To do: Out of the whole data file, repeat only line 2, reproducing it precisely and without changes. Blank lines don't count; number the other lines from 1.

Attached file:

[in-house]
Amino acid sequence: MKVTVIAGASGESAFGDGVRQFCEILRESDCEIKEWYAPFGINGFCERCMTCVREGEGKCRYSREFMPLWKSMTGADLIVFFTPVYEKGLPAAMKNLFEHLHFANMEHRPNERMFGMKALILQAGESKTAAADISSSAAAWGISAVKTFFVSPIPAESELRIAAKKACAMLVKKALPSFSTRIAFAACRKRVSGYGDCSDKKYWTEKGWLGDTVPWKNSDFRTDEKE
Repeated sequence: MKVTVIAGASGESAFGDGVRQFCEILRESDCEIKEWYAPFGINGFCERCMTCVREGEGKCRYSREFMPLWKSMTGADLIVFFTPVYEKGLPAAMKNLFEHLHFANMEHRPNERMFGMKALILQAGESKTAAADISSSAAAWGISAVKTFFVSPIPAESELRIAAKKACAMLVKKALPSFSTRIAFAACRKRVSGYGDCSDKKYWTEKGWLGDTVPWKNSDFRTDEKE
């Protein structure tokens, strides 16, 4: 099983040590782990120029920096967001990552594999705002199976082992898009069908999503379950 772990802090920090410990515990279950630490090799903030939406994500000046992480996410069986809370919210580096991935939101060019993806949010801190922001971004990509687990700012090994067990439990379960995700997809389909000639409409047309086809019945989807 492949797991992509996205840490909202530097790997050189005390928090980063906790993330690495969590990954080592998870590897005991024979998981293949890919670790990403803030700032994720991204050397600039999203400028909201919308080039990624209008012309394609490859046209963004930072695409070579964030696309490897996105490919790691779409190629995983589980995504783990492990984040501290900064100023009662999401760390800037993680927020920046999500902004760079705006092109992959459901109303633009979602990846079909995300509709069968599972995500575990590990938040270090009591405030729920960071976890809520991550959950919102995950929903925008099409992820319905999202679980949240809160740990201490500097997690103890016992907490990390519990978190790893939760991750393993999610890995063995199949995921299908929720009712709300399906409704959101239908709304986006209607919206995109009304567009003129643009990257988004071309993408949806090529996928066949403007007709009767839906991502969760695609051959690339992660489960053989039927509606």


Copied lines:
Amino acid sequence: MKVTVIAGASGESAFGDGVRQFCEILRESDCEIKEWYAPFGINGFCERCMTCVREGEGKCRYSREFMPLWKSMTGADLIVFFTPVYEKGLPAAMKNLFEHLHFANMEHRPNERMFGMKALILQAGESKTAAADISSSAAAWGISAVKTFFVSPIPAESELRIAAKKACAMLVKKALPSFSTRIAFAACRKRVSGYGDCSDKKYWTEKGWLGDTVPWKNSDFRTDEKE